How can "How do you play tennis often?" be rephrased:

  1. "In what way do you often play tennis?"
  2. "How do you manage to play tennis (so) often?"
  3. "How come you play tennis often?"
  4. "How is it (possible) that you play tennis often?"

What is the likeliest interpretation?

  • 2
    Your version #3 is likely to be interpreted different to the others (I'd say its default meaning is What is it that causes / motivates you to play tennis often?). #1 just isn't idiomatic anyway. Personally, I'd ask How can you play so often?, but note that in some contexts that might be interpreted as being reproachful (as in He just left me standing outside in the rain. How could he?). So maybe How are you able to play so often? or How is it [that] you are able to play so often?. Nov 21, 2021 at 15:34

1 Answer 1


Arguably, "How do you play tennis often?" technically means what you want to say, but it's very awkward and would likely be interpreted as you asking "How often do you play tennis?" incorrectly. Just asking "so" before "often" would do a lot to reduce this misinterpretation. Adding "manage to" helps even more. "How come", however, is used in English to mean "why" (I presume it evolved from "how did it come to be").

"In what way" means "what's the manner" and isn't a good phrase if you want to focus on the means that someone uses to increase the frequency of their tennis. "How" can mean manner or means, and the difference is hard to explain. Means are what you do that accomplish a goal, while manner is different ways of doing it. "I use a racquet with nylon strings" is manner. "I put a tennis court in my backyard" is a means.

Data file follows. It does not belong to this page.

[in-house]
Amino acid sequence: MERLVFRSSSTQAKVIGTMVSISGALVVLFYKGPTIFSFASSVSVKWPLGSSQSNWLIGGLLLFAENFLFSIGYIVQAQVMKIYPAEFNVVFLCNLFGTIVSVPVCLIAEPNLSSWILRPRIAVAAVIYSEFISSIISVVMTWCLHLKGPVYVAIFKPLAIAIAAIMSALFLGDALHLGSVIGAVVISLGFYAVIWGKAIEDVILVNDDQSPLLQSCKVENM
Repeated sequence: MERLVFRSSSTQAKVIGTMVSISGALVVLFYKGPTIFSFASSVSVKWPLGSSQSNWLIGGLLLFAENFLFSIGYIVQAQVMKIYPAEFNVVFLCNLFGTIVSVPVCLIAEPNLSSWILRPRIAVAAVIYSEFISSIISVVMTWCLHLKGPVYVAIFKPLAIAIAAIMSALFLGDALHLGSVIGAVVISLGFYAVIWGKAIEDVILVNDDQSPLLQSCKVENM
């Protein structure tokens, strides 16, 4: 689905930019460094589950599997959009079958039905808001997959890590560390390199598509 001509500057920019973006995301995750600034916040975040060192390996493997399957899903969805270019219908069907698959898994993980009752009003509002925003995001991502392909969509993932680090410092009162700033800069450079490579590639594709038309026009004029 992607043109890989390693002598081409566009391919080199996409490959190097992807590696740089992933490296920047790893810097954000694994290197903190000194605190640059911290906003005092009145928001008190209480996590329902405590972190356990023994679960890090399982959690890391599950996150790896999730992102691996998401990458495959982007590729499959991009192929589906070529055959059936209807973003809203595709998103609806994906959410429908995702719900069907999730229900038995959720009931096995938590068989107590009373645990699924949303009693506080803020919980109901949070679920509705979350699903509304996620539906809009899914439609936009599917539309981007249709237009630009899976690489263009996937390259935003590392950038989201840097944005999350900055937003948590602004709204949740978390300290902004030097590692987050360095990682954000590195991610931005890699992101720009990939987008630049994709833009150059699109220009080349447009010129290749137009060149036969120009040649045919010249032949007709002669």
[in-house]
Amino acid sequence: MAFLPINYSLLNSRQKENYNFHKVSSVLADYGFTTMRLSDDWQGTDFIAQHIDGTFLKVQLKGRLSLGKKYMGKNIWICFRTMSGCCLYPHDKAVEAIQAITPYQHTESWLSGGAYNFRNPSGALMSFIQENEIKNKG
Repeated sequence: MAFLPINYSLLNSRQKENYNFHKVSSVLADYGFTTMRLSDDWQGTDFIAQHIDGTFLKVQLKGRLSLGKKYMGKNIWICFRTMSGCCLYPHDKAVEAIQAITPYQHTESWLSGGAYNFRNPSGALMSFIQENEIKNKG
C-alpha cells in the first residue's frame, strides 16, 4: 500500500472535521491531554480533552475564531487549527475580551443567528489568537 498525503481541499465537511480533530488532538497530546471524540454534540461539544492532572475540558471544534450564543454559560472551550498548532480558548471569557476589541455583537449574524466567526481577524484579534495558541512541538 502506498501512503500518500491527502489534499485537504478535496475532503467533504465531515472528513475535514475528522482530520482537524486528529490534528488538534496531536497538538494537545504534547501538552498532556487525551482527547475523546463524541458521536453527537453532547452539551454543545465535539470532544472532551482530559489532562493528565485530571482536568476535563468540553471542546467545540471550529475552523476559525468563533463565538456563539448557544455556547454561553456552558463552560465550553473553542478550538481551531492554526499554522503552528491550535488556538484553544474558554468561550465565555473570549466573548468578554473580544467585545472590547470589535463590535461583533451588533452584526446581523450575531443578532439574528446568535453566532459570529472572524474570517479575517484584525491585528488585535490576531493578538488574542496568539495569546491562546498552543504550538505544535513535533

"How is it possible" has slightly different emphasis, and depending on the context could be interpreted as rhetorical. It's more asking for an explanation, rather than asking for things one did to help accomplish it.

  • Why can't "How do you play tennis often?" be interpreted as "How do you often play tennis?"
    – Ruralguy
    Nov 21, 2021 at 20:51
  • 2
    Because it isn't idiomatic English. Nov 22, 2021 at 8:38

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